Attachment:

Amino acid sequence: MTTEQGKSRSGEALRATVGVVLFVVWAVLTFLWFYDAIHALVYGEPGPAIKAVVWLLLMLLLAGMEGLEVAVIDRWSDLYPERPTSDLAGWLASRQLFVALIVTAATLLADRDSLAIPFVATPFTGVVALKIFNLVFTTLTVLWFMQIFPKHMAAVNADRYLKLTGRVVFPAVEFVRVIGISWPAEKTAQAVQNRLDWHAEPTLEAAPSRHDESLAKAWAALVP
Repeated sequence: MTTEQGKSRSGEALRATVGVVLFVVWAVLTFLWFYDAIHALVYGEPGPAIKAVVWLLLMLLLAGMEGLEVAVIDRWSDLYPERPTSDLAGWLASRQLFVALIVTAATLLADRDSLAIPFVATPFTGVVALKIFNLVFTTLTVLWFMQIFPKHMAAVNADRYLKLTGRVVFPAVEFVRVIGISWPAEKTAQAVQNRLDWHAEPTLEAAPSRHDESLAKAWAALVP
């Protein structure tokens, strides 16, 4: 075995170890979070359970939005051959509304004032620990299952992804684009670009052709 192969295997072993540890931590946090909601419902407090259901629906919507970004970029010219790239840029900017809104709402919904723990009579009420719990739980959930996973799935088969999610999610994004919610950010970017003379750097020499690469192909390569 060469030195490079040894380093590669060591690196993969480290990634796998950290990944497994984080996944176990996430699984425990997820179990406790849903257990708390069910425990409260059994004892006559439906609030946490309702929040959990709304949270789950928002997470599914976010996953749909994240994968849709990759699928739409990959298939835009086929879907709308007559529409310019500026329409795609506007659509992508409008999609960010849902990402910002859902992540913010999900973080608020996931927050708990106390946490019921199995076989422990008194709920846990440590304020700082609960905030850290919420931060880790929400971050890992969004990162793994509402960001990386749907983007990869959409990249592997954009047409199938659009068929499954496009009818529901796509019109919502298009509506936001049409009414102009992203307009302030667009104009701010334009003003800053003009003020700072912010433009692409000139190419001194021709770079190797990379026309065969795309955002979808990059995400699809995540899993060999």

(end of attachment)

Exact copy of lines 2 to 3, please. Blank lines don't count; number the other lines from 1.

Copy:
Repeated sequence: MTTEQGKSRSGEALRATVGVVLFVVWAVLTFLWFYDAIHALVYGEPGPAIKAVVWLLLMLLLAGMEGLEVAVIDRWSDLYPERPTSDLAGWLASRQLFVALIVTAATLLADRDSLAIPFVATPFTGVVALKIFNLVFTTLTVLWFMQIFPKHMAAVNADRYLKLTGRVVFPAVEFVRVIGISWPAEKTAQAVQNRLDWHAEPTLEAAPSRHDESLAKAWAALVP
């Protein structure tokens, strides 16, 4: 075995170890979070359970939005051959509304004032620990299952992804684009670009052709 192969295997072993540890931590946090909601419902407090259901629906919507970004970029010219790239840029900017809104709402919904723990009579009420719990739980959930996973799935088969999610999610994004919610950010970017003379750097020499690469192909390569 060469030195490079040894380093590669060591690196993969480290990634796998950290990944497994984080996944176990996430699984425990997820179990406790849903257990708390069910425990409260059994004892006559439906609030946490309702929040959990709304949270789950928002997470599914976010996953749909994240994968849709990759699928739409990959298939835009086929879907709308007559529409310019500026329409795609506007659509992508409008999609960010849902990402910002859902992540913010999900973080608020996931927050708990106390946490019921199995076989422990008194709920846990440590304020700082609960905030850290919420931060880790929400971050890992969004990162793994509402960001990386749907983007990869959409990249592997954009047409199938659009068929499954496009009818529901796509019109919502298009509506936001049409009414102009992203307009302030667009104009701010334009003003800053003009003020700072912010433009692409000139190419001194021709770079190797990379026309065969795309955002979808990059995400699809995540899993060999």